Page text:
Side Street Studios
Cape Town, South Africa
Left: Work by Mr.Mead. Right: Work by Juan Zamora. Courtesy of Side Street Studios.
Located in the Woodstock neighborhood, an art and design hub, Side Street Studios is an arts complex spanning three formerly abandoned buildings, which have been renovated to house exhibition space, artist studios, and shops—plus a residency program that began in 2015. Resident artists stay free of charge, for up to three weeks, and in return they contribute a piece of artwork. The program encourages artists to explore Cape Town and engage with its community; street artists are especially well-suited to the program and its vision. “The most inspiring aspect of the residency for me was its place within Cape Town,” says German artist Philipp Pieroth, who completed a mural during his stay. “The vibrant atmosphere of exchange and encounters had a real, positive influence on my process.”
Three miles east of the Keweenaw Peninsula in Lake Superior, Michigan
Courtesy of Rabbit Island.
In February 2010, Rob Gorski bought a pristine, forested 91-acre island on Lake Superior, tipped off by a Craigslist ad. During the next three years he raised funds, with the help of cofounder Andrew Ranville and a Kickstarter campaign, to set up a residency that now hosts and funds four to six artists for up to four weeks on the island each year. Artists live and work within this untouched ecosystem—a habitat for bald eagles and blue herons, trout and salmon—and are encouraged to create work in response to it. “I think that one of the chief limitations of the island is also one of its greatest strengths,” says Nich Hance McElroy, a photographer who completed the residency in 2014. “There are shelters, but there aren’t studios or production facilities per se, so whatever tools and habits you bring to work with are subject to the exigencies of the weather and the isolation of the island, which imposes some real, but potentially healthy, limitations.”
Horse and Art
Activities from Horse and Art Residency 2015. Courtesy of Horse and Art Residency.
In a small historical village near Lake Balaton, this unique residency offers two-week-long programs that encourage connections between equine studies and visual arts. Residents can be artists interested in riding or riders interested in art, and activities span horseback riding, horse archery, art history, and artmaking. Now in its second year, the residency takes place on a private property with six horses, where participants stay in traditional Hungarian style yurts. “I decided to apply to the program as I work with companion animals in my research and wanted to extend the range and shift the focus slightly to include horses,” says U.K. artist Angela Bartram. “This emerged from my experience as a rider, an experience where one is in tune with the horse.”
Greensboro, North Carolina
Elsewhere’s Living Library and above, In Heaven by artist Guerra De La Paz. Courtesy of Elsewhere.
This non-profit, self-described “living museum set in a three-story former thrift store,” hosts some 50 artists each year to create art with its contents. The space is filled with an inventoried collection of objects from businesses run by the late Sylvia Gray (1939 to 1997). Elsewhere is run by Gray’s grandson, George Scheer. “We think of it as being both material and archives,” he says. “Artists are invited to transform these things and, at the same time, the collection and part of the archive.” The works that artists create remain a part of the built environment of Elsewhere. Visual artists, musicians, researchers, writers, chefs, and anthropologists have all partaken in the residency. “The first time I visited Elsewhere was in 2008, and since then my practice has never been the same,” says 2015 resident Agustina Woodgate. “It is an eternal collaboration with the industrialized past that we inherited.”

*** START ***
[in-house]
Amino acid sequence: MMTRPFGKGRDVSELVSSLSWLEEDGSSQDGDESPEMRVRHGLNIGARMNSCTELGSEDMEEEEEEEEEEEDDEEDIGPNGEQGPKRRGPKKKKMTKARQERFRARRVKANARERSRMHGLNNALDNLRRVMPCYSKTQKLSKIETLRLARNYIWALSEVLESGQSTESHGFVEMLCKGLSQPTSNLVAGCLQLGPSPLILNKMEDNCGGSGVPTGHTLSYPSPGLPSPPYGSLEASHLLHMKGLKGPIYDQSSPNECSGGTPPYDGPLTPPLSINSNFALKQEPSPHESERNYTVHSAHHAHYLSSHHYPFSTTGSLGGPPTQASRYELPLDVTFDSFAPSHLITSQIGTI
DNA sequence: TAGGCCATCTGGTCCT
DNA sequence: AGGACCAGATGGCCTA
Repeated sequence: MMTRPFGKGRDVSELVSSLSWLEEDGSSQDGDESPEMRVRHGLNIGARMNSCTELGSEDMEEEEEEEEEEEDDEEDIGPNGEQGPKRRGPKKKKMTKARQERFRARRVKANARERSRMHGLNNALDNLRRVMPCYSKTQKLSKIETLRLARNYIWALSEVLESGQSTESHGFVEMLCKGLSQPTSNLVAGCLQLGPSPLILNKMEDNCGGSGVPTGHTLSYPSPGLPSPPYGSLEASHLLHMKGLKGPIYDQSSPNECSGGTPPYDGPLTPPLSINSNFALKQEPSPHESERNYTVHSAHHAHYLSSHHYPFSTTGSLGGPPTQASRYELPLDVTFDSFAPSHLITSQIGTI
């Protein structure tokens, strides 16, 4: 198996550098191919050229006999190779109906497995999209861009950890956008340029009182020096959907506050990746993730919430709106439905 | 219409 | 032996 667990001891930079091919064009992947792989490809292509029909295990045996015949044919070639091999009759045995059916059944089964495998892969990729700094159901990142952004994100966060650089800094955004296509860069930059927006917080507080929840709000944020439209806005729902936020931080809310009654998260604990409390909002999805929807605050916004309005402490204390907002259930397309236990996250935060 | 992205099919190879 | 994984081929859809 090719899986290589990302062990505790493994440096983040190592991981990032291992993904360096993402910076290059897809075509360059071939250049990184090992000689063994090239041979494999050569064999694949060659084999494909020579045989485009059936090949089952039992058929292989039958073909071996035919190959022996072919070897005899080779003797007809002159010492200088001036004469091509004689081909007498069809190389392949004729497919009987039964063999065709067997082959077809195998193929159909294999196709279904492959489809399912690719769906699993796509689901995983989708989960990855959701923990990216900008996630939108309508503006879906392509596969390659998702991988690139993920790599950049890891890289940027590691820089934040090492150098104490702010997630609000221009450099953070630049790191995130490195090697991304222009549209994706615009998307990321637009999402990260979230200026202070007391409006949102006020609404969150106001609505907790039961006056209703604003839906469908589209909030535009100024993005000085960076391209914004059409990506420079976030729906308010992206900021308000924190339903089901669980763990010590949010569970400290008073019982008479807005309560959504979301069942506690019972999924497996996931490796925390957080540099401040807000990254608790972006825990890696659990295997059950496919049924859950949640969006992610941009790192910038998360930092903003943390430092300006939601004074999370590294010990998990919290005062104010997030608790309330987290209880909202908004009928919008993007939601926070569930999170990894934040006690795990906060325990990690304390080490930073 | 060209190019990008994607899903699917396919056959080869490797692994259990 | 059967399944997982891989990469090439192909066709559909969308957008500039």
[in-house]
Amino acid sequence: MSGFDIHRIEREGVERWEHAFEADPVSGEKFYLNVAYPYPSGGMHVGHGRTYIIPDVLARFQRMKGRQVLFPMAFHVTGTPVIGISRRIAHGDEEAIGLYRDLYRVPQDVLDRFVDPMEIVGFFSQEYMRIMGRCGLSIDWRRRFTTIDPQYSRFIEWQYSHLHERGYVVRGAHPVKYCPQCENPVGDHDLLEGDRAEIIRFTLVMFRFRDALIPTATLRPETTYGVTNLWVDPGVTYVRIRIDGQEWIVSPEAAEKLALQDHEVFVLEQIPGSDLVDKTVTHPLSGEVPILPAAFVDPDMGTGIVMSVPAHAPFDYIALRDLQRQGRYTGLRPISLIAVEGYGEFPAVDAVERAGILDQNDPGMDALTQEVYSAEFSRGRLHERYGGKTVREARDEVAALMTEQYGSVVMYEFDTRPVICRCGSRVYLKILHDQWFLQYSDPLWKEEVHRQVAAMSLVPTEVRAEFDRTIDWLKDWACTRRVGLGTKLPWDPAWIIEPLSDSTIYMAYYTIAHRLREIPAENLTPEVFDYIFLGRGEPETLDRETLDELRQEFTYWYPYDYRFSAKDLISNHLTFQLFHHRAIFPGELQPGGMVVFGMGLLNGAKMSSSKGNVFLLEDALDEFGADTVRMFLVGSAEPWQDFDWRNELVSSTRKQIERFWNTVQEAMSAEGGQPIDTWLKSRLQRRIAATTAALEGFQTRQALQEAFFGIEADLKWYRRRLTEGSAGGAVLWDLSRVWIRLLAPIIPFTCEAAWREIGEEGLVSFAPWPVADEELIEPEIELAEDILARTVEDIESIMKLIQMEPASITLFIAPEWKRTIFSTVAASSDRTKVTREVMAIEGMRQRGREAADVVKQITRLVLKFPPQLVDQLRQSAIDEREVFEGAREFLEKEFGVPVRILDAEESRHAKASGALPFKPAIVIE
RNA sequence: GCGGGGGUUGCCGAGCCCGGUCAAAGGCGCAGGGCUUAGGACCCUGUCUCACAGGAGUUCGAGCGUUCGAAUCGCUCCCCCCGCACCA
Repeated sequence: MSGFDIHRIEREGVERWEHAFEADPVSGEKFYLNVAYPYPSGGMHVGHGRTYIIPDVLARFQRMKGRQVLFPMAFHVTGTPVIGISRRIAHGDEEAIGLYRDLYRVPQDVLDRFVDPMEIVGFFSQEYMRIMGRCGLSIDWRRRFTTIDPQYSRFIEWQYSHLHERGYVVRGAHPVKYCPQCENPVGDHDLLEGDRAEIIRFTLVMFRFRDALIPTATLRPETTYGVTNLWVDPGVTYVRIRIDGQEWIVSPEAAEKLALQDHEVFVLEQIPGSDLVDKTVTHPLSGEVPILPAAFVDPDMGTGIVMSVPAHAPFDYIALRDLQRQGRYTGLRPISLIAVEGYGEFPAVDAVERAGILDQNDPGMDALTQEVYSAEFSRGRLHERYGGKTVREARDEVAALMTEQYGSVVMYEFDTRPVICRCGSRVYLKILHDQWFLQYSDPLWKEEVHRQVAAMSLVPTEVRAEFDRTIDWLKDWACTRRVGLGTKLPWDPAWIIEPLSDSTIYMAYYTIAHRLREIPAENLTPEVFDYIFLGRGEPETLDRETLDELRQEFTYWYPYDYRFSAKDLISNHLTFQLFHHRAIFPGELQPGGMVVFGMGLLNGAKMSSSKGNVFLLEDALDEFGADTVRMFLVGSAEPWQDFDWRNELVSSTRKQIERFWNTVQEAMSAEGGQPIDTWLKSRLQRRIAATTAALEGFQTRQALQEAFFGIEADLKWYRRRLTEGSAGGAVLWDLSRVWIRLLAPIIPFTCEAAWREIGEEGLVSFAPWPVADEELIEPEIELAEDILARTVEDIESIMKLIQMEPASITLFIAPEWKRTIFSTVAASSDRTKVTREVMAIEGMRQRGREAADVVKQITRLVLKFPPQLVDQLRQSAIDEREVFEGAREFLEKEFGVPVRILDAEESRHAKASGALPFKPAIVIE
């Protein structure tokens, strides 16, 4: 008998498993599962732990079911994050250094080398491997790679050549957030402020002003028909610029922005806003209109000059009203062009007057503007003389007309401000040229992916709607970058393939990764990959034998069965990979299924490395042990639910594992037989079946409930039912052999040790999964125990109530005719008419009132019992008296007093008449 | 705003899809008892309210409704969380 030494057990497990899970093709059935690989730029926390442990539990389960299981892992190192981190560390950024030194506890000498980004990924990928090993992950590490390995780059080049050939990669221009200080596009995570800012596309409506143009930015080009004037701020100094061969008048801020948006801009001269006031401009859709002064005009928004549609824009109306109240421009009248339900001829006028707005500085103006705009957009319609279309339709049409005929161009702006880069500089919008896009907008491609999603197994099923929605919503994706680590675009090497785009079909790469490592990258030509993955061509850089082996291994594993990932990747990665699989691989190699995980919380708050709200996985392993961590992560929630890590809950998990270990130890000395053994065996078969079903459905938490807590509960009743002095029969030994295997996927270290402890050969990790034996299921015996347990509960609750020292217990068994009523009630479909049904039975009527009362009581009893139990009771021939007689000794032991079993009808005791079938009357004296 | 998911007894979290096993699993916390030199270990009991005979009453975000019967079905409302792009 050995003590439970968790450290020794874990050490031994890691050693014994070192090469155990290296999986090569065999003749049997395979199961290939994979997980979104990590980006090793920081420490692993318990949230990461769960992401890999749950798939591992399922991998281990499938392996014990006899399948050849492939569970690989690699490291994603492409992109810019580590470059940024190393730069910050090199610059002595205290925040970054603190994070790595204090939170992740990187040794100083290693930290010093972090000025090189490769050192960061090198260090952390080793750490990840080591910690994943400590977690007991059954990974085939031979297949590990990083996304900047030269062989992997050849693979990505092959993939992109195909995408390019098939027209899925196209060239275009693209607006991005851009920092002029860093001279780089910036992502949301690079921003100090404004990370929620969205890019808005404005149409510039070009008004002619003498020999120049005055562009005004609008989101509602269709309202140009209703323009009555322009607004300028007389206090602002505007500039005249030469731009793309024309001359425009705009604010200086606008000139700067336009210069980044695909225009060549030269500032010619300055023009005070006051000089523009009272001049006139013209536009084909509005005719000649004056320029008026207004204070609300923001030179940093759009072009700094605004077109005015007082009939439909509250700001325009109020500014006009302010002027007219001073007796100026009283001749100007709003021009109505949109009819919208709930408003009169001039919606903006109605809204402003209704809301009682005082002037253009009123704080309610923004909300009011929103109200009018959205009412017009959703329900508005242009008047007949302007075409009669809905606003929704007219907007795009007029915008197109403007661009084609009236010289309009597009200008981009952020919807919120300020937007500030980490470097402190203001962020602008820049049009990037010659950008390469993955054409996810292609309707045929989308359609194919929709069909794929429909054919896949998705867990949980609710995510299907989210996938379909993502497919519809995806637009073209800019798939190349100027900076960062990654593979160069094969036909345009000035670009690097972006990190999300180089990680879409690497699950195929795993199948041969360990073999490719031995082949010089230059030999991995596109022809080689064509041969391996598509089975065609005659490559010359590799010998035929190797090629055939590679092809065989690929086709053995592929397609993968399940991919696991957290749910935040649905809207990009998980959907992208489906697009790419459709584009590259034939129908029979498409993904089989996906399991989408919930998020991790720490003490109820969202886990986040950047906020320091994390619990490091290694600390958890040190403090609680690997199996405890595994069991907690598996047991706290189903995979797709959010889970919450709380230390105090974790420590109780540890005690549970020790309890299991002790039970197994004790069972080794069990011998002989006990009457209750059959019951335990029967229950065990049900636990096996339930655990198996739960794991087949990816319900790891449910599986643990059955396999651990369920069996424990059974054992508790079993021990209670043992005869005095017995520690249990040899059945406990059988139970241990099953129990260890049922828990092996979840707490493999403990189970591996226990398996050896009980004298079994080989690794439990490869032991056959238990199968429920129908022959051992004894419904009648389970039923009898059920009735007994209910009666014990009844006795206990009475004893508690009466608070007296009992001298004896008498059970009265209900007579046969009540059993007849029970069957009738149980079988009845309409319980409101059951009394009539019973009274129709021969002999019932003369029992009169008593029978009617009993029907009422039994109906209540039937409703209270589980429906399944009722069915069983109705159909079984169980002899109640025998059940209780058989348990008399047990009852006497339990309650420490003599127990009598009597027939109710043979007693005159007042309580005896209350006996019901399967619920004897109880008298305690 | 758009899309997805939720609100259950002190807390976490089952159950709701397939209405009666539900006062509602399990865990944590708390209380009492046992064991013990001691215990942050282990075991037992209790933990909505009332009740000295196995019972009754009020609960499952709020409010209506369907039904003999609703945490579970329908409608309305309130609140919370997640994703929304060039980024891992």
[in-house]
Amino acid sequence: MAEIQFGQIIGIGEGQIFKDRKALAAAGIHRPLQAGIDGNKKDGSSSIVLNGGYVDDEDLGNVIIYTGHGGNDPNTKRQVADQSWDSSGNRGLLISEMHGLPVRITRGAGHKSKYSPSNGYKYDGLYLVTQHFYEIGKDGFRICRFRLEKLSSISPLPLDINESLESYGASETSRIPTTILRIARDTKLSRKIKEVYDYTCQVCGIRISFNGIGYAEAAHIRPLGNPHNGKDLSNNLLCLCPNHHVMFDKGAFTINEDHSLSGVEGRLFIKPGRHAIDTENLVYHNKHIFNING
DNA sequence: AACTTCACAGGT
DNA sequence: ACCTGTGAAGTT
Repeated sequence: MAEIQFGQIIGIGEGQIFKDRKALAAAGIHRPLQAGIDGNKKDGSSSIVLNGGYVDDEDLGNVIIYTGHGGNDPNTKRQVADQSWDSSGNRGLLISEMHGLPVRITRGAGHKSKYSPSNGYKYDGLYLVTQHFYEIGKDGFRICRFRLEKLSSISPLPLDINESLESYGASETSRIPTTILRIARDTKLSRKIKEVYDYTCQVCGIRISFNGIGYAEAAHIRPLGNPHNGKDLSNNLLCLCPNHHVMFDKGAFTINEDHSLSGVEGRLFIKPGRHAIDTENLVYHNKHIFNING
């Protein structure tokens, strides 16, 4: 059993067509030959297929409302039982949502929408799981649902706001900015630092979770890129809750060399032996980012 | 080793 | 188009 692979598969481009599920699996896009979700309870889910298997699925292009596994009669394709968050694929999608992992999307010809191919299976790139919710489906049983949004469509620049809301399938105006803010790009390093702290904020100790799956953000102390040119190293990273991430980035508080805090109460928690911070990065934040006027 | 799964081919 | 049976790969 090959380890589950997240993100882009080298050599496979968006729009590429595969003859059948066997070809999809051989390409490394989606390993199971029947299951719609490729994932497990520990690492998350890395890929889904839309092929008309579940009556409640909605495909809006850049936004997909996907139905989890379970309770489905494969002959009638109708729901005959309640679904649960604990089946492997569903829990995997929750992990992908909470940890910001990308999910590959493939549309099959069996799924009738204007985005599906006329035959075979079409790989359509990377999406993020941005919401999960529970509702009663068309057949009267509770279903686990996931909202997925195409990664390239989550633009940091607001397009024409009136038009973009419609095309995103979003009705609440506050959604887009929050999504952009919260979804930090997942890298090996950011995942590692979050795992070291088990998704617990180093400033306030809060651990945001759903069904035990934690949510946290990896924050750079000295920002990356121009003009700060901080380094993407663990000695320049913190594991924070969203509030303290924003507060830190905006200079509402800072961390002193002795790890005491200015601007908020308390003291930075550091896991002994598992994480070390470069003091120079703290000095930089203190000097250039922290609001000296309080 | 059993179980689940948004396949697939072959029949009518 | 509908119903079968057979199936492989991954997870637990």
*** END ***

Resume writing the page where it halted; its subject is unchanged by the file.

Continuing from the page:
Hawai’i Volcanoes National Park
Left: Kilauea caldera at full smoke. Right: Artist Emma Stibbon. Courtesy of National Parks Art Foundation.
Each year the National Parks Art Foundation (NPAF) places over 50 artists in residencies within national parks across the U.S., with support provided by the National Endowment for the Arts. Among the programs they offer is Hawai’i Volcanoes National Park, on Hawaii’s Big Island, where one artist may live and work among the two sacred and storied volcanoes Kilauea and Mauna Loa. Artists work en plein air in this rainforested oasis, with close proximity to natural phenomena such as active lava flows. U.K. artist Emma Stibbon, who is the most recent resident, creates landscape drawings that often feature volcanoes and other transfixing environments, using materials like volcanic ash and ink on paper. “I was attracted to this residency as it is situated in one of the world’s most spectacular active volcanic sites,” says Stibbon. “The studio is a one-minute walk to the edge of the caldera.”
Mountain View, California
Charles Lindsay working on Double Blind, a sound experiment in the world’s largest wind tunnel at NASA Ames. Courtesy of Charles Lindsay.
In May 2010, artist Charles Lindsay won a Guggenheim Fellowship and caught the eye of renowned astronomer Jill Tarter, who invited the artist to visit the SETI (Search for Extraterrestrial Intelligence) Institute in Northern California. “We walked at night under the 43 satellite dishes,” Lindsay recalls, “discussing the existential, and upon understanding that the SETI Institute is home to 80 top astro-scientists, I asked why there was no artist-in-residency program.” He went on to become the first artist-in-residence and is now the director of the program, which emphasizes the integration of art and science. “An important premise is that for the AIR program to be truly successful, the scientists must benefit as much as the artists do from the opportunities provided,” Lindsay explains. Resident artists can work with the SETI Institute for two years before determining their projects, and have access to its scientists, as well as many scientists at the NASA Ames Research Center. “The intention is that an artist pairs off with a single scientist, or a small team, to foster intimate exchanges,” Lindsay notes.